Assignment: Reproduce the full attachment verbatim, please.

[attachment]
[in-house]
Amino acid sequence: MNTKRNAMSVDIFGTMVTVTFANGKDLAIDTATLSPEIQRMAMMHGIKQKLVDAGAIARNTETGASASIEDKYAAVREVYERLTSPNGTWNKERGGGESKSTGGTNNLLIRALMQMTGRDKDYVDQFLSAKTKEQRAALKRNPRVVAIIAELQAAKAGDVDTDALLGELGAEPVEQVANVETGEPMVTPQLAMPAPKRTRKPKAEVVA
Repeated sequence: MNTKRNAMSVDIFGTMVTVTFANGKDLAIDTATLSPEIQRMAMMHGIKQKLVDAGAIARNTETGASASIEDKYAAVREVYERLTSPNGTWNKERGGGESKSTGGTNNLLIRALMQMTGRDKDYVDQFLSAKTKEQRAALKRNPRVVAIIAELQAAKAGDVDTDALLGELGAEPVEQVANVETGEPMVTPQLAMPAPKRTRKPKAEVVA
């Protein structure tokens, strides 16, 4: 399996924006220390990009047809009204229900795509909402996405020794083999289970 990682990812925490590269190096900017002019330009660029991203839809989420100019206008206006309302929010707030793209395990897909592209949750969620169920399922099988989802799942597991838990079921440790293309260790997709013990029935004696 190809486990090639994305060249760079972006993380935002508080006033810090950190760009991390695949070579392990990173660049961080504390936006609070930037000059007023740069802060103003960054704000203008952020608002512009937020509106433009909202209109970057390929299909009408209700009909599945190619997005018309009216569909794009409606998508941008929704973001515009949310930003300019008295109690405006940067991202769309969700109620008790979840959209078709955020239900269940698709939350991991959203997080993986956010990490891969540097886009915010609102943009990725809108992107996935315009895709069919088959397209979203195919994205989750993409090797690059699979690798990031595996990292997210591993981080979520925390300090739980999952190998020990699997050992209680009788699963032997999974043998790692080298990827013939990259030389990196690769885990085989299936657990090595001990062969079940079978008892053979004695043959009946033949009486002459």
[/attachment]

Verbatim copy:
[in-house]
Amino acid sequence: MNTKRNAMSVDIFGTMVTVTFANGKDLAIDTATLSPEIQRMAMMHGIKQKLVDAGAIARNTETGASASIEDKYAAVREVYERLTSPNGTWNKERGGGESKSTGGTNNLLIRALMQMTGRDKDYVDQFLSAKTKEQRAALKRNPRVVAIIAELQAAKAGDVDTDALLGELGAEPVEQVANVETGEPMVTPQLAMPAPKRTRKPKAEVVA
Repeated sequence: MNTKRNAMSVDIFGTMVTVTFANGKDLAIDTATLSPEIQRMAMMHGIKQKLVDAGAIARNTETGASASIEDKYAAVREVYERLTSPNGTWNKERGGGESKSTGGTNNLLIRALMQMTGRDKDYVDQFLSAKTKEQRAALKRNPRVVAIIAELQAAKAGDVDTDALLGELGAEPVEQVANVETGEPMVTPQLAMPAPKRTRKPKAEVVA
């Protein structure tokens, strides 16, 4: 399996924006220390990009047809009204229900795509909402996405020794083999289970 990682990812925490590269190096900017002019330009660029991203839809989420100019206008206006309302929010707030793209395990897909592209949750969620169920399922099988989802799942597991838990079921440790293309260790997709013990029935004696 190809486990090639994305060249760079972006993380935002508080006033810090950190760009991390695949070579392990990173660049961080504390936006609070930037000059007023740069802060103003960054704000203008952020608002512009937020509106433009909202209109970057390929299909009408209700009909599945190619997005018309009216569909794009409606998508941008929704973001515009949310930003300019008295109690405006940067991202769309969700109620008790979840959209078709955020239900269940698709939350991991959203997080993986956010990490891969540097886009915010609102943009990725809108992107996935315009895709069919088959397209979203195919994205989750993409090797690059699979690798990031595996990292997210591993981080979520925390300090739980999952190998020990699997050992209680009788699963032997999974043998790692080298990827013939990259030389990196690769885990085989299936657990090595001990062969079940079978008892053979004695043959009946033949009486002459």